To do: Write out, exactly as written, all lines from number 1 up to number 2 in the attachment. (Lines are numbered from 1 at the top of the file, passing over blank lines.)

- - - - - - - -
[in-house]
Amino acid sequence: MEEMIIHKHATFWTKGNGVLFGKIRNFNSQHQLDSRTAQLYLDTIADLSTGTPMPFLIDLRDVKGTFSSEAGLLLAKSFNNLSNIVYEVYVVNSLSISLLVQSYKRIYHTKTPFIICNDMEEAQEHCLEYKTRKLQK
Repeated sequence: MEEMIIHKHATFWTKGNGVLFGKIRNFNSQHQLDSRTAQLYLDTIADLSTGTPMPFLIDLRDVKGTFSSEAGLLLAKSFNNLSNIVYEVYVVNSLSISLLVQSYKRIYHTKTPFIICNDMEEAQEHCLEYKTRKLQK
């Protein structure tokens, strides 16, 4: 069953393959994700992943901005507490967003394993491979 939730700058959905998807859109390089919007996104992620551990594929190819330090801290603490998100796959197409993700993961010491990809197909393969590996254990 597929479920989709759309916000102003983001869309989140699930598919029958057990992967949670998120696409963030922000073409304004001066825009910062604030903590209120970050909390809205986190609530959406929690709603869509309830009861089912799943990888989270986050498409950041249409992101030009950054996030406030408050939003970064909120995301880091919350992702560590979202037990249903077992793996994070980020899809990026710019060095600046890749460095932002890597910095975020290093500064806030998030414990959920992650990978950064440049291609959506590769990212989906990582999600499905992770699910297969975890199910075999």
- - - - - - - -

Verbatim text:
[in-house]
Amino acid sequence: MEEMIIHKHATFWTKGNGVLFGKIRNFNSQHQLDSRTAQLYLDTIADLSTGTPMPFLIDLRDVKGTFSSEAGLLLAKSFNNLSNIVYEVYVVNSLSISLLVQSYKRIYHTKTPFIICNDMEEAQEHCLEYKTRKLQK